Project Report

Introduction Although the phenomenon of physical pain is well studied by anesthesiologists and other physicians, there is still no universally accepted way for quantifying pain that is purely based on the body’s physiological responses. Previous research indicates that in laboring patients, the behavior of the heart rate can be analyzed to predict whether or not a patient will choose epidural analgesia for pain control. In Taiwan, under the supervision of Professor I-Liang Chern, Dr. Shu-Shya Hseu and Dr. Hau-Tieng Wu, I analyzed datasets from this pain control study. Some recent developments in the theory of signal processing have generalized the notion of "instantaneous frequency". These developments are motivated by need for the analysis of nearly periodic signals such as electrocardiogram (ECG) signals that measure the electric activity in the heart. Applying the Synchrosqeezing Transform (SST) to an ECG signal allows for the estimation of a patient’s instantaneous heart rate (IHR) and instantaneous respiratory rate (IRR). Cardiopulmonary Coupling One of my research goals this summer was to explore the differences in a laboring patient’s IHR before and after the patient was administered pain control. We first considered the coupling between the IHR and IRR, using an index previously applied to the classification of signals from patients with sleep disorders. The application of the SST allowed us to perform analysis of both the low frequency and high frequency oscillations in the estimated IHR. This provides a broader spectrum of frequencies for analysis than the ECG-based technique used in the sleep study. The sleep study results were limited to the study of only low frequency oscillations in the ECG signal. According to Dr. Hseu, the high frequency oscillations may be caused by the fast heart rate and respiration rate that a patient in labor experiences during a uterine contraction. This may lead to the ability to define an index of "amount of pain" that is based quantitatively on CPC analysis. Increment Statistics We also explored the behavior of the increments in the ECG time series. In previous research, the long time correlations of the heart rate time series are studied in healthy and diseased patients. It is shown that the increment heartbeat time series corresponding to patients with severe heart disease were much "smoother" than the heartbeat time series corresponding to healthier subjects. So far, these preliminary experiments have been inconclusive in showing the effectiveness of using the IHR signal to describe the cardiac response to pain control, though there is an indication that the increment time series obtained after the administration of pain control have slightly smaller variances than the increment time series obtained before the administration of pain control. Most (~70%) of the patients exhibit a slightly higher variance in IHR fluctuations before pain control, so this may be a characteristic that warrants further study. Some of the patients that do not follow this trend exhibit low frequency behavior in the estimated IHR, indicating that the data may need more processing before using these spectral tools. Conclusion and Future Work The project that I worked on over the summer has given rise to new directions for further research. Fully developing a "pain" index based on cardiopulmonary coupling using the estimated IHR and IRR is a worthwhile pursuit. The next step for us would be to model the IRR more accurately by improving the methods we used to derive the respiratory rates from the ECG signals. The results for the crude analysis of the increment statistics are encouraging, and with further refinement of the model we hope to determine if there is a characteristic behavior in the IHR increment time series that could be a predictor of a patient’s need for pain control. We are also exploring other techniques for signal analysis, such as multiscale entropy for real signals. In conclusion, the Synchrosqueezing Transform is a powerful tool for the analysis of patterns from an ECG recording, and we hope to be able to provide clinical evidence that this enhanced understanding of the patterns in a patient’s heart rate can lead to quantifying the experience of pain.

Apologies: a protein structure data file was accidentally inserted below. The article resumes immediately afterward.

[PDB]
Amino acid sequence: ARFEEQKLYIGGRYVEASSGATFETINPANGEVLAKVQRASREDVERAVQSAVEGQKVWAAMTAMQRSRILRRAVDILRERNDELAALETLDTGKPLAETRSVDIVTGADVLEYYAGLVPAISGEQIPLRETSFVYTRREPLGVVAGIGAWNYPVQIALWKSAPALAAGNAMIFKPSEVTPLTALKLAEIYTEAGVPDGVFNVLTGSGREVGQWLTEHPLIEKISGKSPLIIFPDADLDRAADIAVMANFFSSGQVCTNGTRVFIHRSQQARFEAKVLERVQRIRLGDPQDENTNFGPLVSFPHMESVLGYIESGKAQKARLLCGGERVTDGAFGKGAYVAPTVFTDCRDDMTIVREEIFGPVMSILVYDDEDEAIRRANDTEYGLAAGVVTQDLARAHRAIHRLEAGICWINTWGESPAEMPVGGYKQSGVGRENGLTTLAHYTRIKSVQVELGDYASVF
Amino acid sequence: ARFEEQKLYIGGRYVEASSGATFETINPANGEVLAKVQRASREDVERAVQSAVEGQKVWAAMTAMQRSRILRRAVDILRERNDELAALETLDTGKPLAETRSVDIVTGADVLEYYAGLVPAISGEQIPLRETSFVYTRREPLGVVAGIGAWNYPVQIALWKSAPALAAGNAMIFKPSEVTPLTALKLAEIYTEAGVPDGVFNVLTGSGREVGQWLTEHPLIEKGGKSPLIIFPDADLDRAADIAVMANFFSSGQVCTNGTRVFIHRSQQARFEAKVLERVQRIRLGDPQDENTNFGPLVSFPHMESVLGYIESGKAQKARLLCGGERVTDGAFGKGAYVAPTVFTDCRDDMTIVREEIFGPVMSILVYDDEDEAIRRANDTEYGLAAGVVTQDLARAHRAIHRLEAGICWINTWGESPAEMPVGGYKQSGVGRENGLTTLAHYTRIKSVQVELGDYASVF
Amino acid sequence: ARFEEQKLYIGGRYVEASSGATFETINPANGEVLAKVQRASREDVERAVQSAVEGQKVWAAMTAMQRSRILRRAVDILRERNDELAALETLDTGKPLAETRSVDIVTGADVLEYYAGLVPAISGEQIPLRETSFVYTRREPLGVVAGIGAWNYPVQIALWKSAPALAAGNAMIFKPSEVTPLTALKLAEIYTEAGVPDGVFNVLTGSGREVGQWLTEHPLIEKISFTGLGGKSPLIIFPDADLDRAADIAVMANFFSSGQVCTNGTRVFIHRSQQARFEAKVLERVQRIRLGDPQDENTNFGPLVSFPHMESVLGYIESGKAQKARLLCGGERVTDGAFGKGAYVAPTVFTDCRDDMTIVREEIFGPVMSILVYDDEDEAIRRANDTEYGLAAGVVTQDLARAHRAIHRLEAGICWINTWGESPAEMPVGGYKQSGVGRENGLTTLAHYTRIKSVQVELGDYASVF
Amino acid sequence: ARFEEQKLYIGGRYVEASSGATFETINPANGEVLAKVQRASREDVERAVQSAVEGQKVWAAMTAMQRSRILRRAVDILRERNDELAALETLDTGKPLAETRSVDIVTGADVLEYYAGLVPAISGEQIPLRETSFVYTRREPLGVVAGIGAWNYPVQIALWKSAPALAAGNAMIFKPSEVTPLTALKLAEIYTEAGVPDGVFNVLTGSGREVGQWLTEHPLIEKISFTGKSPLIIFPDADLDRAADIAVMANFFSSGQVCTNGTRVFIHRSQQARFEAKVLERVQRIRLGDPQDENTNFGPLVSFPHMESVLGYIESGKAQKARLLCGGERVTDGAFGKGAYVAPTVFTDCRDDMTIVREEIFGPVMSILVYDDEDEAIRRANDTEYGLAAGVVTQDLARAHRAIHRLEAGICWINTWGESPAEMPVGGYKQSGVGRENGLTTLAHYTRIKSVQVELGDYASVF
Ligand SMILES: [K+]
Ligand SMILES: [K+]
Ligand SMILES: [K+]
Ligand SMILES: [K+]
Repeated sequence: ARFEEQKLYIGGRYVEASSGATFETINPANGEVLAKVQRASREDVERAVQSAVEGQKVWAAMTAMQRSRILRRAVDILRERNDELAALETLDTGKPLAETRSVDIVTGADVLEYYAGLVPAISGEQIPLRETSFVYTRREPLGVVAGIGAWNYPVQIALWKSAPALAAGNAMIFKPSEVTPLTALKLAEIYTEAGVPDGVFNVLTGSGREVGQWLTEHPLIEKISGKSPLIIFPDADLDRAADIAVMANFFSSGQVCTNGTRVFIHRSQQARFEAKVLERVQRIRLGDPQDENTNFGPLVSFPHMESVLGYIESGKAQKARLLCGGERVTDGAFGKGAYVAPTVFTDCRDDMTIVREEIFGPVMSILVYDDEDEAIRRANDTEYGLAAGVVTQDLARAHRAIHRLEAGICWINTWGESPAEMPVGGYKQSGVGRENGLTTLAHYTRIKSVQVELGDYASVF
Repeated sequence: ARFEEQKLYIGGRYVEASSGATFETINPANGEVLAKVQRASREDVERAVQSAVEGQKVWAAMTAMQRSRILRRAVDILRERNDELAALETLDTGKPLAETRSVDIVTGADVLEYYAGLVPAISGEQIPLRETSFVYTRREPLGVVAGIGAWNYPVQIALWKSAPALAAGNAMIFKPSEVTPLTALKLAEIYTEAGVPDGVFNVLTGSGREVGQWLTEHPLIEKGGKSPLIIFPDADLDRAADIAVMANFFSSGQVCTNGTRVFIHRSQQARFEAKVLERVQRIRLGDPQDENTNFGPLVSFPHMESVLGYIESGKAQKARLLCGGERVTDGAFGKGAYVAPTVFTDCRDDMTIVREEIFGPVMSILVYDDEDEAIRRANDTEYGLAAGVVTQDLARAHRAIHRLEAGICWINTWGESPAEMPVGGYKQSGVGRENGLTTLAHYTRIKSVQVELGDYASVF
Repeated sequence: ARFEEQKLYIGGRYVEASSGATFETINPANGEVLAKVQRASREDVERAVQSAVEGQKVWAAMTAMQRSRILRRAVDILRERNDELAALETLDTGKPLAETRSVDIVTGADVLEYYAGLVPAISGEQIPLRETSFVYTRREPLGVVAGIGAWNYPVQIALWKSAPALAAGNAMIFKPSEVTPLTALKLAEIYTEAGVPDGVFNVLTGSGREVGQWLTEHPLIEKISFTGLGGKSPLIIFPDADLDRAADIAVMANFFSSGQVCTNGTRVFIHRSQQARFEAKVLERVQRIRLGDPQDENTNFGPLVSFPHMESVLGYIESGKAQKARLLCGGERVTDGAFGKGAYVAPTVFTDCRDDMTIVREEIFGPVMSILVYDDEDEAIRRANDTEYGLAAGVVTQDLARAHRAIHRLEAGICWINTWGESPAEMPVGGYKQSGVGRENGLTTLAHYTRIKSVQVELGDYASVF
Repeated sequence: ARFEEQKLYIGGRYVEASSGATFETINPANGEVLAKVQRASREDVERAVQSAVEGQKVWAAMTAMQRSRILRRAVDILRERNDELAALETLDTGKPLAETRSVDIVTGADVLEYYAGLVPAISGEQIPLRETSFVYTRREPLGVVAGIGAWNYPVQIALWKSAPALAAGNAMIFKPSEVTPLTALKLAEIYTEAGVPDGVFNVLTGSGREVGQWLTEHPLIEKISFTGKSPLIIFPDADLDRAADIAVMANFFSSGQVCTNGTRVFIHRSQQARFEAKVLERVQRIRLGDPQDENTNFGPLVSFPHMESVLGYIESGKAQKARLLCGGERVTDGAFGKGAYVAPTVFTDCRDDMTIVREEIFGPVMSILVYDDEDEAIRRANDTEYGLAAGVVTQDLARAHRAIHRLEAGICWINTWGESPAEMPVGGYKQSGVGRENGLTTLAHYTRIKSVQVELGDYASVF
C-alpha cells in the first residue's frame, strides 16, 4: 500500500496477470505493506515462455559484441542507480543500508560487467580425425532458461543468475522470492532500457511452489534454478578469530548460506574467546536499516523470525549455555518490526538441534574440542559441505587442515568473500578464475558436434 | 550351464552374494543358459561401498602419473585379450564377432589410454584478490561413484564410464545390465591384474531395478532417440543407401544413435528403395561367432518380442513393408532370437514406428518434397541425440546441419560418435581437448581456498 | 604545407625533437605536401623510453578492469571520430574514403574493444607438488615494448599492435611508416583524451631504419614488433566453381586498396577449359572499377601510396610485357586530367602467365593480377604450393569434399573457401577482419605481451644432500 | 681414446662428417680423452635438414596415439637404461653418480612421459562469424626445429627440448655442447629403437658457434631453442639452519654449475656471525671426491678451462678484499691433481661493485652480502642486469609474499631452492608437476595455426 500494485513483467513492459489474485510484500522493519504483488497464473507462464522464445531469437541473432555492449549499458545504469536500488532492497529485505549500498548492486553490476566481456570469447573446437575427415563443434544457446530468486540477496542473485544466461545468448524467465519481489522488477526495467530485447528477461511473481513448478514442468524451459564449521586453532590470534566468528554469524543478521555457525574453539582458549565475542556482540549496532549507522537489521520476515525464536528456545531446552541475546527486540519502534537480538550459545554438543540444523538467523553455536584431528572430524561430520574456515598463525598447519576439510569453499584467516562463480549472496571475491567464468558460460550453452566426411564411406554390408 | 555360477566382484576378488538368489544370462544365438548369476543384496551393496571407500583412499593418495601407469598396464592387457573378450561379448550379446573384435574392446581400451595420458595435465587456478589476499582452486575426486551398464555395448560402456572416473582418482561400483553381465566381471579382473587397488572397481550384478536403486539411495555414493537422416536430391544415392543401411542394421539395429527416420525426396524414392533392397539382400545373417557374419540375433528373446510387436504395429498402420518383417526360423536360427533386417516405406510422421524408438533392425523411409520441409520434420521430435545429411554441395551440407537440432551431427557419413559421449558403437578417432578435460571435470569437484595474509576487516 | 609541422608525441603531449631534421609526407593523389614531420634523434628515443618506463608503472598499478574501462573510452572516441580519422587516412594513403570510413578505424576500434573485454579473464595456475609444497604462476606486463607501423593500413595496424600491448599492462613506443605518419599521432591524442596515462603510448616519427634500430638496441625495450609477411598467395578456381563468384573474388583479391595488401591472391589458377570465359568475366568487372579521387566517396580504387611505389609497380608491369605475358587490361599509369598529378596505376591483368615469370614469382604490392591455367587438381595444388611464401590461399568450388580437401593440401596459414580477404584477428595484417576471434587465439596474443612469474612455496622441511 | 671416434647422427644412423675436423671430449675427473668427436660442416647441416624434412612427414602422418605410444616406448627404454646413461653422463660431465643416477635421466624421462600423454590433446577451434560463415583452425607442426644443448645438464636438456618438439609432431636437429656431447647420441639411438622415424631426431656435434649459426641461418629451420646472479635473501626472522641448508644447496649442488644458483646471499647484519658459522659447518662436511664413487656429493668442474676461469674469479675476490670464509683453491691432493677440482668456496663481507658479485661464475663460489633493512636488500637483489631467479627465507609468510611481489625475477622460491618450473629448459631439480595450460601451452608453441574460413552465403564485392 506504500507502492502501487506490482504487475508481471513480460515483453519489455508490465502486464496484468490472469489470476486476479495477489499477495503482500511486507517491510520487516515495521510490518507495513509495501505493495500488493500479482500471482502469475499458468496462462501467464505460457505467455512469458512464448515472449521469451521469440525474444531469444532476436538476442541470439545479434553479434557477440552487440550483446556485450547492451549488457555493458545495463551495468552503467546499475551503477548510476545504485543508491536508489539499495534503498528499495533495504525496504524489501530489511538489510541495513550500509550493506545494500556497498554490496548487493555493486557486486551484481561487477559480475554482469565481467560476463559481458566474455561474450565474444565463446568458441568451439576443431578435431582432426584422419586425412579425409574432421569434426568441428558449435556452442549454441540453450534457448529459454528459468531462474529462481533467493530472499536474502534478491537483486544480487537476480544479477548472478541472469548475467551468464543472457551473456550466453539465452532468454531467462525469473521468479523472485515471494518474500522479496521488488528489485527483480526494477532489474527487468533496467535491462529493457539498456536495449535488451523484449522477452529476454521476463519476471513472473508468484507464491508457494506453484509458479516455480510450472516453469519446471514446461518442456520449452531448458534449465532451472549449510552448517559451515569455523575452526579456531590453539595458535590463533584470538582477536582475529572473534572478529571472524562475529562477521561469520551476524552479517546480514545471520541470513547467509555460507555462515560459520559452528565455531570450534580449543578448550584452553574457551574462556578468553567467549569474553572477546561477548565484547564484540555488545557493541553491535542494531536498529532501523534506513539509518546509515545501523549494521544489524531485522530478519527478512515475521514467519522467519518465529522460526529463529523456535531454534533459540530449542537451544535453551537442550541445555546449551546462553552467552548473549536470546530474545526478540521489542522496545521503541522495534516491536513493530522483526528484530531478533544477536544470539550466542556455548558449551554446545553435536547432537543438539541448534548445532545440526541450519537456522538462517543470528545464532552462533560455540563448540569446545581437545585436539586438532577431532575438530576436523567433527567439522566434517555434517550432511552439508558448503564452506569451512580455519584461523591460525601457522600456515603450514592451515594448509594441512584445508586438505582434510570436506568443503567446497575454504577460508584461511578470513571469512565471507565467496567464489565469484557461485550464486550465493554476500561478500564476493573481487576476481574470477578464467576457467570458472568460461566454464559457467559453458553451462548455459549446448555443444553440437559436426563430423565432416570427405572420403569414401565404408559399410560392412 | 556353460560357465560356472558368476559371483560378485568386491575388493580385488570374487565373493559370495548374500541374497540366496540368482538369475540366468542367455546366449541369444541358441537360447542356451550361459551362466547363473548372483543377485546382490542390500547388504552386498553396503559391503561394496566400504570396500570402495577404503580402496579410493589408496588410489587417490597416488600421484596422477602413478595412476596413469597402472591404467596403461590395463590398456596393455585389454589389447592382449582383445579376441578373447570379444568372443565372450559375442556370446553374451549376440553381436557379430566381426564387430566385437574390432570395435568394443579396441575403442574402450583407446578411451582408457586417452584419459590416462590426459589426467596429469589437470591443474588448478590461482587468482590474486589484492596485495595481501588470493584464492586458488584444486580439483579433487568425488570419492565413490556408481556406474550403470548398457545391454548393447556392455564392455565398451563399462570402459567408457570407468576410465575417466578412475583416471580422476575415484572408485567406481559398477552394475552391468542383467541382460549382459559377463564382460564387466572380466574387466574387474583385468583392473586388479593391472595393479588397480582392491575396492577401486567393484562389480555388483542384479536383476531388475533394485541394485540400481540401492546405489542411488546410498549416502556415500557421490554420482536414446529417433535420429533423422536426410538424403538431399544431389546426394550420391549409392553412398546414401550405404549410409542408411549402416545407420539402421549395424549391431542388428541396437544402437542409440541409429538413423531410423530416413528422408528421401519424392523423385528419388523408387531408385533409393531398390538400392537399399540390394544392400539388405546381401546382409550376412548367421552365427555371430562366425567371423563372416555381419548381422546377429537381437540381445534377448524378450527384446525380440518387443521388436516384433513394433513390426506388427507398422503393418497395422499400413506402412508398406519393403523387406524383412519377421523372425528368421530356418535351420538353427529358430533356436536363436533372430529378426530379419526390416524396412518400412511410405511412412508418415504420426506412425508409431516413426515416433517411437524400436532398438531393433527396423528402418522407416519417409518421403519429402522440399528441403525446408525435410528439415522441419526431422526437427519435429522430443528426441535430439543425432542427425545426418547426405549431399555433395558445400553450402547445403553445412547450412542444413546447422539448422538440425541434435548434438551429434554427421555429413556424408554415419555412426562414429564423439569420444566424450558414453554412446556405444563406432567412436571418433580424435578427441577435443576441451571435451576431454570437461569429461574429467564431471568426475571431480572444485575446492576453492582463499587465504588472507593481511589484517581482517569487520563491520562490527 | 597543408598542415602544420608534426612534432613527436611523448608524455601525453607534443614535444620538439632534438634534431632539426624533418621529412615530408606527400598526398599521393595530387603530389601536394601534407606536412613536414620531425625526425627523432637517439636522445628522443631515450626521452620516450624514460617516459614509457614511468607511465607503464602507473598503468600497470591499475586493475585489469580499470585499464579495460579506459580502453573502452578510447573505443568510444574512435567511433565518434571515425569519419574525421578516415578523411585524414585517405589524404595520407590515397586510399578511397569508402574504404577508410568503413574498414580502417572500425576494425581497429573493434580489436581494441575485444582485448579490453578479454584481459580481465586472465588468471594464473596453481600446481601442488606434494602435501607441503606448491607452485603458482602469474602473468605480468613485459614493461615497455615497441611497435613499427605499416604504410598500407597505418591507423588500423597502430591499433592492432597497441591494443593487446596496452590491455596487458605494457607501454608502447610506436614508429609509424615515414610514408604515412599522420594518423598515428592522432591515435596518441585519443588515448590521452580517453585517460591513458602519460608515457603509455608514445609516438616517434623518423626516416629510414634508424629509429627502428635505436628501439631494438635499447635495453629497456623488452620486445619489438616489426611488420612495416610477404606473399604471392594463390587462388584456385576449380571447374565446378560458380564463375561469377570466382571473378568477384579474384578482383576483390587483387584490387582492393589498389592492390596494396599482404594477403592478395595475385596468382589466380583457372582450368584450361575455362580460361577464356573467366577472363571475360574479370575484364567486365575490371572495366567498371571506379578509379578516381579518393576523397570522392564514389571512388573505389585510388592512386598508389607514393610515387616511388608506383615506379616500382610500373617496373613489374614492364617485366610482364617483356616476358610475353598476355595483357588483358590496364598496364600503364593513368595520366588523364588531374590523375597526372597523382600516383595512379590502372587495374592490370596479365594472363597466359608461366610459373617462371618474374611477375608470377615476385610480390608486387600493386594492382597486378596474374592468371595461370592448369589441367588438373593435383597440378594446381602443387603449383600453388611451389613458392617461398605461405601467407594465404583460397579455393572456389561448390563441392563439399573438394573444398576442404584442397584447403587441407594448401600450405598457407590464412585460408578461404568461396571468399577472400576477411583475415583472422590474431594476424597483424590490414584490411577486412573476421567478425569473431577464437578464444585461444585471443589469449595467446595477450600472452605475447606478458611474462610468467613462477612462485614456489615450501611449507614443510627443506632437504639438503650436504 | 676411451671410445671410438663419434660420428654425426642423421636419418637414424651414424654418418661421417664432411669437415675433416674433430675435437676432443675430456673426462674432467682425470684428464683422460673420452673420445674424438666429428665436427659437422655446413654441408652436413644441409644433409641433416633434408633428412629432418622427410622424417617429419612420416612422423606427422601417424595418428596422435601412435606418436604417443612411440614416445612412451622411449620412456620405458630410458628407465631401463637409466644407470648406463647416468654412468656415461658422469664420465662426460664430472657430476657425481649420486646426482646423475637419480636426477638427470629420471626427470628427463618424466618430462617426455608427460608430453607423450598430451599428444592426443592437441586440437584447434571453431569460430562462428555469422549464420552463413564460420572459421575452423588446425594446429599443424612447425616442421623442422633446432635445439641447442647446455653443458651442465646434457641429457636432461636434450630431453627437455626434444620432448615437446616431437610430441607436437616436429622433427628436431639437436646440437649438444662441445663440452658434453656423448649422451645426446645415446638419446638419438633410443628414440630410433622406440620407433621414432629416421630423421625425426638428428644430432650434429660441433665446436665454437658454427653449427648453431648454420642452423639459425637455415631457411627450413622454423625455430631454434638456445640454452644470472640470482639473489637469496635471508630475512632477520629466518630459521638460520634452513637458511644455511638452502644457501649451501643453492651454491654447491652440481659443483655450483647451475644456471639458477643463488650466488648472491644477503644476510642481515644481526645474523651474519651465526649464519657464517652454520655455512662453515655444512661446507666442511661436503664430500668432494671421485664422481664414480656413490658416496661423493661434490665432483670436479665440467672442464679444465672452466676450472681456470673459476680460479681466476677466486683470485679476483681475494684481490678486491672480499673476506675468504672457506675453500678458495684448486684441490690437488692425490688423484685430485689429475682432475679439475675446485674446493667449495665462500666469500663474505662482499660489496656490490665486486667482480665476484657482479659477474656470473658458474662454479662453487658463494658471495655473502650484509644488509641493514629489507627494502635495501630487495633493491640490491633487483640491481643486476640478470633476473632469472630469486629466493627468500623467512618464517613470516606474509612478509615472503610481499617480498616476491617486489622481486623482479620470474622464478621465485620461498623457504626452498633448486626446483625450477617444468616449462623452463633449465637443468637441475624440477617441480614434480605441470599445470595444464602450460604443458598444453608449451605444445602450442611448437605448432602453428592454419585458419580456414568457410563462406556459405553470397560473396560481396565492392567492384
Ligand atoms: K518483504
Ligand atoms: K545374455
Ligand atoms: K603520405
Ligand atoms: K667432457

National Science Foundation (NSF)
Office of International and Integrative Activities (IIA)
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Carter Kimsey
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Frederick Christina
United States
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